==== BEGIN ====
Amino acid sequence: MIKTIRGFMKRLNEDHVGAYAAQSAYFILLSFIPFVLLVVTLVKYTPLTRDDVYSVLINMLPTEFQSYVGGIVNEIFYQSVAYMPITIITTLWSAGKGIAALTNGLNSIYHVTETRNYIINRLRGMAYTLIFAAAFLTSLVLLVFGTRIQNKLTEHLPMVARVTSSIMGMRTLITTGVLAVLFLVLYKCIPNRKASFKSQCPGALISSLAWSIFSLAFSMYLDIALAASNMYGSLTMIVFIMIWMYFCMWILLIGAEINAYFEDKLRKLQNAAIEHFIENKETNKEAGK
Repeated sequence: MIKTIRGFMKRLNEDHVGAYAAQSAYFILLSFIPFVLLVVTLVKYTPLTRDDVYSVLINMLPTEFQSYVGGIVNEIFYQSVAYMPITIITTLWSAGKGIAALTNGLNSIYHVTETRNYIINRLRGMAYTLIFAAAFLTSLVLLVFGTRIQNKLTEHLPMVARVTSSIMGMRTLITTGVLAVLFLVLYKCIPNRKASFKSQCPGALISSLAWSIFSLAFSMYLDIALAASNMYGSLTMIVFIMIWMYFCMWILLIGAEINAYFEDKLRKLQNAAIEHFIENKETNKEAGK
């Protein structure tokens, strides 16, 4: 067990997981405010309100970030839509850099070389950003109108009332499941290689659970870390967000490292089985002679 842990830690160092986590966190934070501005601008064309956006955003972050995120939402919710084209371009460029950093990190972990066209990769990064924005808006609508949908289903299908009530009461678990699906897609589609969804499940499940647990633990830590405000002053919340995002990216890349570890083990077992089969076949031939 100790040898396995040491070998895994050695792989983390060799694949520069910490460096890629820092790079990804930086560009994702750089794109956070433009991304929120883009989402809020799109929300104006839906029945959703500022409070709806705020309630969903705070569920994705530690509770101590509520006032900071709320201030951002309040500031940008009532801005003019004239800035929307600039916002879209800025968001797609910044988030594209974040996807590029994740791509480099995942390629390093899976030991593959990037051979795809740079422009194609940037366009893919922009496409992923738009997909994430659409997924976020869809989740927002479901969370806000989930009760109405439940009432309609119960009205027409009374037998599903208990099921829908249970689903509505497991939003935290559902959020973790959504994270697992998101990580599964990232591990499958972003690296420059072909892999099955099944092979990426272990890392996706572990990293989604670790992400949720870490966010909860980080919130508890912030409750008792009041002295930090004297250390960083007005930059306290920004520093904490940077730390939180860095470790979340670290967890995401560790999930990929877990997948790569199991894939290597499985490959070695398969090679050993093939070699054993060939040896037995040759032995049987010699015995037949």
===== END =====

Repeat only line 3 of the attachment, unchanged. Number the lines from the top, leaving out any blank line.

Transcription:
């Protein structure tokens, strides 16, 4: 067990997981405010309100970030839509850099070389950003109108009332499941290689659970870390967000490292089985002679 842990830690160092986590966190934070501005601008064309956006955003972050995120939402919710084209371009460029950093990190972990066209990769990064924005808006609508949908289903299908009530009461678990699906897609589609969804499940499940647990633990830590405000002053919340995002990216890349570890083990077992089969076949031939 100790040898396995040491070998895994050695792989983390060799694949520069910490460096890629820092790079990804930086560009994702750089794109956070433009991304929120883009989402809020799109929300104006839906029945959703500022409070709806705020309630969903705070569920994705530690509770101590509520006032900071709320201030951002309040500031940008009532801005003019004239800035929307600039916002879209800025968001797609910044988030594209974040996807590029994740791509480099995942390629390093899976030991593959990037051979795809740079422009194609940037366009893919922009496409992923738009997909994430659409997924976020869809989740927002479901969370806000989930009760109405439940009432309609119960009205027409009374037998599903208990099921829908249970689903509505497991939003935290559902959020973790959504994270697992998101990580599964990232591990499958972003690296420059072909892999099955099944092979990426272990890392996706572990990293989604670790992400949720870490966010909860980080919130508890912030409750008792009041002295930090004297250390960083007005930059306290920004520093904490940077730390939180860095470790979340670290967890995401560790999930990929877990997948790569199991894939290597499985490959070695398969090679050993093939070699054993060939040896037995040759032995049987010699015995037949």